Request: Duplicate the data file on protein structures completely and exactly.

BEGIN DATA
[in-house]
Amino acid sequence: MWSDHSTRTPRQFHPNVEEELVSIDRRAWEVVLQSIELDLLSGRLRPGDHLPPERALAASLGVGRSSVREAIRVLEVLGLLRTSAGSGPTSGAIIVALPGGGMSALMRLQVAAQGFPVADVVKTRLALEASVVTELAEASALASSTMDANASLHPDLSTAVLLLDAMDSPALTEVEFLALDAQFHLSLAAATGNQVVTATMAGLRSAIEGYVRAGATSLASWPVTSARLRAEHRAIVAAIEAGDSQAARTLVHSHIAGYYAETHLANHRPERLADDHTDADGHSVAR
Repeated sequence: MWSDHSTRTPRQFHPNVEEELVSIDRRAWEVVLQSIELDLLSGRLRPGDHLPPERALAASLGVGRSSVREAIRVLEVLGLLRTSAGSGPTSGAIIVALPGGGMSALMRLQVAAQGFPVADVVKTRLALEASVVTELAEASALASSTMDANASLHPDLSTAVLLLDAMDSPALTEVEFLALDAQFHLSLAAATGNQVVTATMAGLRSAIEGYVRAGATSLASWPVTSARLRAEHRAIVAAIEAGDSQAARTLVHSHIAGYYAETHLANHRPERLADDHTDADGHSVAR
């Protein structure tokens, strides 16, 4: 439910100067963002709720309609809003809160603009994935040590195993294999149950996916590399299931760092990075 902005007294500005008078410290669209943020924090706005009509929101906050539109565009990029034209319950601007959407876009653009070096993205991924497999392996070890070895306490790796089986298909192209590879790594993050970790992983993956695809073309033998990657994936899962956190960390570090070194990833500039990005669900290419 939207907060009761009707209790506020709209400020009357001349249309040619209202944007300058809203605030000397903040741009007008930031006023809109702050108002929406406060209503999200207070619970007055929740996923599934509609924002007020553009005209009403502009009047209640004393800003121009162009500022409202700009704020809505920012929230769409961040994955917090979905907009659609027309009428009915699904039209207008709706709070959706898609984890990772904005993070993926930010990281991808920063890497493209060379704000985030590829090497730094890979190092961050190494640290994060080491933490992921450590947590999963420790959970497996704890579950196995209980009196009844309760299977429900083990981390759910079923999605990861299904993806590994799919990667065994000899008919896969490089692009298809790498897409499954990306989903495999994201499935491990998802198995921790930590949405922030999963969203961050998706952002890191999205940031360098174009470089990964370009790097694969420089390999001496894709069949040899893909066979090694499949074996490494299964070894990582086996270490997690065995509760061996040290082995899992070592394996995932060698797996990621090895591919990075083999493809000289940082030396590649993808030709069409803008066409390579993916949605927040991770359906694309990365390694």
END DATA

[in-house]
Amino acid sequence: MWSDHSTRTPRQFHPNVEEELVSIDRRAWEVVLQSIELDLLSGRLRPGDHLPPERALAASLGVGRSSVREAIRVLEVLGLLRTSAGSGPTSGAIIVALPGGGMSALMRLQVAAQGFPVADVVKTRLALEASVVTELAEASALASSTMDANASLHPDLSTAVLLLDAMDSPALTEVEFLALDAQFHLSLAAATGNQVVTATMAGLRSAIEGYVRAGATSLASWPVTSARLRAEHRAIVAAIEAGDSQAARTLVHSHIAGYYAETHLANHRPERLADDHTDADGHSVAR
Repeated sequence: MWSDHSTRTPRQFHPNVEEELVSIDRRAWEVVLQSIELDLLSGRLRPGDHLPPERALAASLGVGRSSVREAIRVLEVLGLLRTSAGSGPTSGAIIVALPGGGMSALMRLQVAAQGFPVADVVKTRLALEASVVTELAEASALASSTMDANASLHPDLSTAVLLLDAMDSPALTEVEFLALDAQFHLSLAAATGNQVVTATMAGLRSAIEGYVRAGATSLASWPVTSARLRAEHRAIVAAIEAGDSQAARTLVHSHIAGYYAETHLANHRPERLADDHTDADGHSVAR
């Protein structure tokens, strides 16, 4: 439910100067963002709720309609809003809160603009994935040590195993294999149950996916590399299931760092990075 902005007294500005008078410290669209943020924090706005009509929101906050539109565009990029034209319950601007959407876009653009070096993205991924497999392996070890070895306490790796089986298909192209590879790594993050970790992983993956695809073309033998990657994936899962956190960390570090070194990833500039990005669900290419 939207907060009761009707209790506020709209400020009357001349249309040619209202944007300058809203605030000397903040741009007008930031006023809109702050108002929406406060209503999200207070619970007055929740996923599934509609924002007020553009005209009403502009009047209640004393800003121009162009500022409202700009704020809505920012929230769409961040994955917090979905907009659609027309009428009915699904039209207008709706709070959706898609984890990772904005993070993926930010990281991808920063890497493209060379704000985030590829090497730094890979190092961050190494640290994060080491933490992921450590947590999963420790959970497996704890579950196995209980009196009844309760299977429900083990981390759910079923999605990861299904993806590994799919990667065994000899008919896969490089692009298809790498897409499954990306989903495999994201499935491990998802198995921790930590949405922030999963969203961050998706952002890191999205940031360098174009470089990964370009790097694969420089390999001496894709069949040899893909066979090694499949074996490494299964070894990582086996270490997690065995509760061996040290082995899992070592394996995932060698797996990621090895591919990075083999493809000289940082030396590649993808030709069409803008066409390579993916949605927040991770359906694309990365390694």